Why Companies Fail to Earn the Social License To operate? Insights from the Extractive Sector In Tanzania

Lemayon Lemilia Melyoki, Flora Lucas Kessy


In this paper we explore the actions of companies operating in the extractive sector in Tanzania to address the question why their actions failed to earn these companies the social license to operate (SLO). We used focus group discussions to collect extensive qualitative data at various sites where extractive activities have been taking place in the country. Our findings how that although companies have implemented a number of actions in the form of corporate social responsibility projects, paid compensations for land taken over, and paid local taxes, such actions have not succeeded in earning them the SLO. We found that the role of central government is pervasive in the whole SLO granting process even though it is the local community that grants it. Thus, companies alone are unlikely to earn SLO in situations where government policies, which companies have to follow, are perceived by communities to be inequitable. We recommend that companies engage more effectively communities neighboring natural resources extraction sites and remain sensitive to the broader local political milieu that could affect the granting of the SLO. We further suggest that the companies’ efforts need to be buttressed by appropriate government policies. Finally, we make suggestions for future research.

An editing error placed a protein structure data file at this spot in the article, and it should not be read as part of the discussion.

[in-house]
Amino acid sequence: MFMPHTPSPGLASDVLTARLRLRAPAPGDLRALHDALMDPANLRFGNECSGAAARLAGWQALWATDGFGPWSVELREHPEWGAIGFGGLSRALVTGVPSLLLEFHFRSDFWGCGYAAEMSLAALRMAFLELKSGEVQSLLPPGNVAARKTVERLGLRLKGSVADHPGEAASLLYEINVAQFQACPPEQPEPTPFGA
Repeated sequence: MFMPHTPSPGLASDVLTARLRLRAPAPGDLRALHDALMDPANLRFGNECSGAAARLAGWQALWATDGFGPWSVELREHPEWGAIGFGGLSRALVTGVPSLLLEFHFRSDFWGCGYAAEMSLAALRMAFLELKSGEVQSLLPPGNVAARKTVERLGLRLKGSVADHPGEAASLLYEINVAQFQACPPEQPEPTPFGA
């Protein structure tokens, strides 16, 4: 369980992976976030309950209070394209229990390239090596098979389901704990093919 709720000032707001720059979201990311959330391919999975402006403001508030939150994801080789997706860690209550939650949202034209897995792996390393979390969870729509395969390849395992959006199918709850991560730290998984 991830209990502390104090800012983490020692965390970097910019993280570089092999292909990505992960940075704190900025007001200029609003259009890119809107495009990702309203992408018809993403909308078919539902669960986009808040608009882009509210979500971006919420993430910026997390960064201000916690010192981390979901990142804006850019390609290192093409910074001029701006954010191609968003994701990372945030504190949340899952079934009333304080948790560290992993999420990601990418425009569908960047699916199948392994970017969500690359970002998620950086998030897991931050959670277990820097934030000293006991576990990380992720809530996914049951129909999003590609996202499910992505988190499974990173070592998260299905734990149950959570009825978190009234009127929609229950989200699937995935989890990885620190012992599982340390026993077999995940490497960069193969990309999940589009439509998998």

Keywords: social license to operate; Tanzania, corporate social responsibility; extractive sector; community engagement.

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The Journal of Rural and Community Development is supported by SSHRC.